Among the most popular pilgrimage sites in the country, the Dwarkadhish Temple is sprawled alongside the scenic Gomti creek. Built of soft limestone and sand, this glorious temple seems to be emerging from the waters of the Arabian Sea. Also, called Jagat Mandir or Trilok Sundar, it is believed to be about 2,500 years old and is said to have been built by the great grandson of Lord Krishna, Vajranabh. The temple boasts a 43-m-high shikhara (spire) that is adorned with intricate carvings and a huge flag made from 52 yards of cloth. The sanctum sanctorum of the temple is housed in a rectangular hall with porches on three sides.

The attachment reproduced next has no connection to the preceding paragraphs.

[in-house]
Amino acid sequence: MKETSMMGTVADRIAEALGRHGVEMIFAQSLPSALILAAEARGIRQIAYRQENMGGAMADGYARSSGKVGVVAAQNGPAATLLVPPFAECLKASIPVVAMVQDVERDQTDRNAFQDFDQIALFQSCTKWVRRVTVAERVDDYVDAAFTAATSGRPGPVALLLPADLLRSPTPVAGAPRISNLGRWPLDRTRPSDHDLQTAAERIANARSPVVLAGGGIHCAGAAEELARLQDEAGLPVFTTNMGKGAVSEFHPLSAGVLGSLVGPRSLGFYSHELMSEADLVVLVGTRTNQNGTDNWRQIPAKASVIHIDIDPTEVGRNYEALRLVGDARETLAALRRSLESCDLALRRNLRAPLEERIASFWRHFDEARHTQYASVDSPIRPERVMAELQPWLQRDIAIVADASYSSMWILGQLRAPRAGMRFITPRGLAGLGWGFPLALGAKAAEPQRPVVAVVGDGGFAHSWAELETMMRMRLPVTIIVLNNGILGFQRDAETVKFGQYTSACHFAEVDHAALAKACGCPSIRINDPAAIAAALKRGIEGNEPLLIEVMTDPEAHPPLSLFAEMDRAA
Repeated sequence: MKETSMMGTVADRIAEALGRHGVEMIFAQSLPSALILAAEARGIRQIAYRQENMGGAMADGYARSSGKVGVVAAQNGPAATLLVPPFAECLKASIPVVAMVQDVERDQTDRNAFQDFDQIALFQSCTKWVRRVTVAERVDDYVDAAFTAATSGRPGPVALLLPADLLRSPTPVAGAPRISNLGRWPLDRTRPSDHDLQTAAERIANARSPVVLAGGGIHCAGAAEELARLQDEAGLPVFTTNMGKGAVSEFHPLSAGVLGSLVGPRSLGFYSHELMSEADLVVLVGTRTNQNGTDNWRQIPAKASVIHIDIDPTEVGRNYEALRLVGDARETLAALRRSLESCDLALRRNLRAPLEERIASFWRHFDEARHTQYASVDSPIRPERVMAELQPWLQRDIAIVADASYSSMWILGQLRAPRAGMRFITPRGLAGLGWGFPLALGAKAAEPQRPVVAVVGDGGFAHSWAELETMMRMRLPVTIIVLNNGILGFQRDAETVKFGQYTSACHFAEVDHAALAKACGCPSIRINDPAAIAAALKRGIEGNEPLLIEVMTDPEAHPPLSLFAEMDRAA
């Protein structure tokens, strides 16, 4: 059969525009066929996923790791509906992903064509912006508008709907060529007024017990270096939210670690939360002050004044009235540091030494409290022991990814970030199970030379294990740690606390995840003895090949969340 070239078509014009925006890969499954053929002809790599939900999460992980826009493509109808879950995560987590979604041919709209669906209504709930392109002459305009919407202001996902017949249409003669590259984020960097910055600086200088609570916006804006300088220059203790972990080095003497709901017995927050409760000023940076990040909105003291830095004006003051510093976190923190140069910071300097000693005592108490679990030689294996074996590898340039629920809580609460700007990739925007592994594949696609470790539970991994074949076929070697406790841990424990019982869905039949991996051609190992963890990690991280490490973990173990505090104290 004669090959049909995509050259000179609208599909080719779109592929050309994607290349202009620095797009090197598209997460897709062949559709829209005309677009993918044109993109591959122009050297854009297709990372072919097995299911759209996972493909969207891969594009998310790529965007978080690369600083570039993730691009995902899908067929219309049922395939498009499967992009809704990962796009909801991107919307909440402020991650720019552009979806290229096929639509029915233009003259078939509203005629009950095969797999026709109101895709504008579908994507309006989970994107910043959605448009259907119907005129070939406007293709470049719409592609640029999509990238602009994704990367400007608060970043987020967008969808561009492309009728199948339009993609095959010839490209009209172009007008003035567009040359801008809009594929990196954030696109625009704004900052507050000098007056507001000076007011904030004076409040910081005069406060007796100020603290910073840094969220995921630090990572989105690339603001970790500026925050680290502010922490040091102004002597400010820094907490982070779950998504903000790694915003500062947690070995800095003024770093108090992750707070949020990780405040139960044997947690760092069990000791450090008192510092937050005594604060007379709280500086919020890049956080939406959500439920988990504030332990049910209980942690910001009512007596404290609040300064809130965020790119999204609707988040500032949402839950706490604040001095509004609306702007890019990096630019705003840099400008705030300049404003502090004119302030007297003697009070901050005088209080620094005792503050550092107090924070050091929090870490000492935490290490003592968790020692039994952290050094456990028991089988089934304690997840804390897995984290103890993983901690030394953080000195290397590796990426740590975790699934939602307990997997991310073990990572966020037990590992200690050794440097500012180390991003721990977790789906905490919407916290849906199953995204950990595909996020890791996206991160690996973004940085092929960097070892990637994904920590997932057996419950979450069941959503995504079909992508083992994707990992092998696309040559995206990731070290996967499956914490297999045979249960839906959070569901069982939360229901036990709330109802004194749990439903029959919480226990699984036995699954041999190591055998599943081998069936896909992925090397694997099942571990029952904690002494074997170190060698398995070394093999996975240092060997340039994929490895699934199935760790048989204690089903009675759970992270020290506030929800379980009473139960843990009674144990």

The temple complex boasts two huge gateways - devotees enter through Swarga Dwar (gate to heaven) and exit through Moksha Dwar (gate to liberation). An elegant flight of 56 steps leading to the rear side of the edifice adds to the grandeur of the temple. The temple is a five-storeyed structure resting on 72 pillars and stands at a height of 100 ft. The temple's lower part dates back to the 16th century and the soaring steeple with its numerous clusters of small towers belong to the 19th century. The temple's interior is comparatively much simpler in style barring the opulent sanctum sanctorum housing the idol of Lord Dwarkadhish. The temple remains open for devotees on all days from 7 am to 12.30 pm and from 5 pm to 9.30 pm.

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